|Costa Rican Youth. Photo: Armando Waak, PAHO|
Young people need information, skills, and support to protect themselves from HIV. Positive communication about sexuality and risky behaviors can have a profound influence in helping young people to establish individual values and in making healthy decisions.
Talking to youth about HIV/AIDS can often be difficult and uncomfortable because it requires talking about issues such as sex and drugs. To start a discussion, it may be helpful to try these strategies:
- Ask what the young people are learning about HIV/AIDS in health, science and other classes.
- Start a conversation about choices and consequences. Point out that every choice has consequences and that young people control and are responsible for their decisions. Begin by looking at choices such as watching television versus doing homework and discuss the positive and negative consequences for each decision. Move into more complicated choices, such as abstaining from or engaging in sexual activity.
- Reassure young people that starting a discussion about HIV/AIDS does not mean you assume that they are having sex or using drugs.
- Look to newspapers, magazines, radio and television for references to HIV/AIDS and ask what they think about it.
- Films, videos and local events such as AIDS walks or fairs can serve as important conversation starters.
- Provide resources such as a toll-free number in case there is a question you can't answer or a youth doesn't feel comfortable discussing these issues with you.
Ideas for What to Say
- AIDS is a very serious disease caused by a virus. There is no cure for AIDS.
- The virus that causes AIDS can be spread by getting infected blood into your blood. Don't mix your blood with anyone else's to become "blood brothers or sisters."
- You cannot get AIDS from a mosquito or any other insect. The virus that causes AIDS can't live inside bugs.
- Many different types of people are living with HIV/AIDS today -- male and female, rich and poor, and people of all races.
- You can't get AIDS from a person who is sitting next to you at school or on the bus. You will not get AIDS from hugging or cheek-kissing someone with AIDS.
- You can play with a friend who has AIDS just as you can with a friend who doesn't have AIDS.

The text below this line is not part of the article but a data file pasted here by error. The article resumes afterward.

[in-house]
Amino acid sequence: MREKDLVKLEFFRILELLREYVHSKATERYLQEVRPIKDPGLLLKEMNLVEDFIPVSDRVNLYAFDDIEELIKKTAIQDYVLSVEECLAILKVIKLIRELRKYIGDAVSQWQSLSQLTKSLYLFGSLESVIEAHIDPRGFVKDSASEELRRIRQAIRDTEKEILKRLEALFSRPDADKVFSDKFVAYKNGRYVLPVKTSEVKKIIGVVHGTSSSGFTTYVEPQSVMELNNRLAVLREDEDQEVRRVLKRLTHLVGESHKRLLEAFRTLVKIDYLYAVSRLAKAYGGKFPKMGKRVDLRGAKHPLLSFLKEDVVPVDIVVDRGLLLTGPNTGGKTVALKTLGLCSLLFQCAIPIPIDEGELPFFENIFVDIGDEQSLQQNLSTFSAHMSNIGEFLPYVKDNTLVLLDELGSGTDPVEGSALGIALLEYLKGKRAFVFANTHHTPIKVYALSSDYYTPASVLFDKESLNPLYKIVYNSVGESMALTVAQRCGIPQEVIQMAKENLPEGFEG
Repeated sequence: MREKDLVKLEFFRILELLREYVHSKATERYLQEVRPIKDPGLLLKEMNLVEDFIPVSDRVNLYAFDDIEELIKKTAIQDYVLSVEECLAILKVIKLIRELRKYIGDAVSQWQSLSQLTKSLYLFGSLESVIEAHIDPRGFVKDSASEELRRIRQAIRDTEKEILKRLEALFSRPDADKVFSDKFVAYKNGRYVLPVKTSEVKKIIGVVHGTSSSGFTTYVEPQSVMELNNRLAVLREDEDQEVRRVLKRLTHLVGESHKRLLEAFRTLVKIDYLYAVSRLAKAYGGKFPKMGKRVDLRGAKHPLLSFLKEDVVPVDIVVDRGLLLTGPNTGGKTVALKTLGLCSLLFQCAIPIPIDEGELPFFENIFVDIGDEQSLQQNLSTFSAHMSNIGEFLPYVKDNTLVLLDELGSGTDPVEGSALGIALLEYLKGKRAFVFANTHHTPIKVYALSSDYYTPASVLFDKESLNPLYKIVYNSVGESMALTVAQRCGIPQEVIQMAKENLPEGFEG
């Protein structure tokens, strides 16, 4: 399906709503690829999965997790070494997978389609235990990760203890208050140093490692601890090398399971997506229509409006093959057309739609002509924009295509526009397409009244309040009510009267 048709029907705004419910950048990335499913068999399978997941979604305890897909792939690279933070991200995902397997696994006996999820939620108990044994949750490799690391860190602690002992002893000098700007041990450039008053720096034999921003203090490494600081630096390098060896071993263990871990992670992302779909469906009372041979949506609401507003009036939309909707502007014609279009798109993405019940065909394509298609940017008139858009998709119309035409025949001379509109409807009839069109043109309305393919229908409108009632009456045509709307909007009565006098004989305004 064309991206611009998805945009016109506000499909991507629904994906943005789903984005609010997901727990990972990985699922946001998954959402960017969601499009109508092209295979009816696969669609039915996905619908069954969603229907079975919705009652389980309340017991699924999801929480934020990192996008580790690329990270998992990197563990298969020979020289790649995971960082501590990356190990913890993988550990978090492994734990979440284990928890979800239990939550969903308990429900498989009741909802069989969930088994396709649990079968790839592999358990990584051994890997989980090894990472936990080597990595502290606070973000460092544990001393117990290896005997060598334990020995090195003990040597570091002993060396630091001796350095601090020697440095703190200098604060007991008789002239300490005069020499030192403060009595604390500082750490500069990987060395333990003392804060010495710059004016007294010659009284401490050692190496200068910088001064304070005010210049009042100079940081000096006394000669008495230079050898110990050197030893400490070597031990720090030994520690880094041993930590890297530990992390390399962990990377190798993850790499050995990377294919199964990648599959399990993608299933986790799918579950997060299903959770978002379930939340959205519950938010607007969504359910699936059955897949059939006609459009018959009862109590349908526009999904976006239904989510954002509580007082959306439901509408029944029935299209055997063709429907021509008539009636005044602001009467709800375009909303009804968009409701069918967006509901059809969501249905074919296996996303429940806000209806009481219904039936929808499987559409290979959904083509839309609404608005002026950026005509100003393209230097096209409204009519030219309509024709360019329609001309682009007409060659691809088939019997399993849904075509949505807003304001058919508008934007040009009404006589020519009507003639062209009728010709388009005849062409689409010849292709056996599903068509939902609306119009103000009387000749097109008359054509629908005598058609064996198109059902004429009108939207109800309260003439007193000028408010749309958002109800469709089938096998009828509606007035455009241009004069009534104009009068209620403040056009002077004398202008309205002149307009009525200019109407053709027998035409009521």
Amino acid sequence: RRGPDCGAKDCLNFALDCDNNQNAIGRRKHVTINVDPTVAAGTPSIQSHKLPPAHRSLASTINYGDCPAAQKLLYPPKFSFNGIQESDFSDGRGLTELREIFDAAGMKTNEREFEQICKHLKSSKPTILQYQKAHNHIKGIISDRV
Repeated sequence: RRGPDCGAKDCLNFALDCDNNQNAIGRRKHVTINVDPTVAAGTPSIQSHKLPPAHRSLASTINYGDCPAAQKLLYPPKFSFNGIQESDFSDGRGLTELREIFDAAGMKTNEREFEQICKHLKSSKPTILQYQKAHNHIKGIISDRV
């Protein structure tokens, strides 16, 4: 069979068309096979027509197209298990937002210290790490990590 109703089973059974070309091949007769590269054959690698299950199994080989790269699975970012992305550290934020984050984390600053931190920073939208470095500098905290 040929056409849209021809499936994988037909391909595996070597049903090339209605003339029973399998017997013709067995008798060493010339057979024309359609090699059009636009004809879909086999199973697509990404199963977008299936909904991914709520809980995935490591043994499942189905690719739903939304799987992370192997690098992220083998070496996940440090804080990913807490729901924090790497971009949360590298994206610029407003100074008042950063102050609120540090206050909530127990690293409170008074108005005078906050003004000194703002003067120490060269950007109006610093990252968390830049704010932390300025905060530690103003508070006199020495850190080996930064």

- HIV/AIDS is not spread by eating at the same table, using the same water fountains, shaking hands, or swimming with someone with HIV.
- You can't tell by looking at someone if he or she is infected with HIV.
- Treat people living with HIV/AIDS with respect.
To young adults:
- AIDS stands for Acquired Immunodeficiency Syndrome. It is a serious and fatal disease of the human immune system that is caused by a virus called Human Immunodeficiency Virus (HIV). A person will not develop AIDS unless he or she has first been infected with HIV.
- HIV can be spread through oral, anal, or vaginal sexual activity. The sexual transmission can be from male to female, male to male, female to male, or female to female. HIV may be in an infected person's blood, semen, vaginal secretions, or breast milk. It can enter the body through cuts or sores on tissue in the vagina, penis, or rectum, and sometimes the mouth. The cuts may be so small that you don't know they're there.
- You can become infected with HIV from even one instance of unprotected sex. While complete abstinence is the surest way to prevent the sexual transmission of HIV, protecting yourself with a latex condom or barrier at every sexual encounter is very important.
- Most birth control methods like the "Pill" or diaphragms do not protect you from HIV.
- Whether you inject drugs or steroids or use needles for tattoos or body piercing, sharing needles places you at risk for becoming infected with HIV.
- Doing drugs of any kind, including alcohol or inhalants, can cloud your judgment. You could become less careful about having sex or injecting drugs -- behaviors that place you at risk for HIV.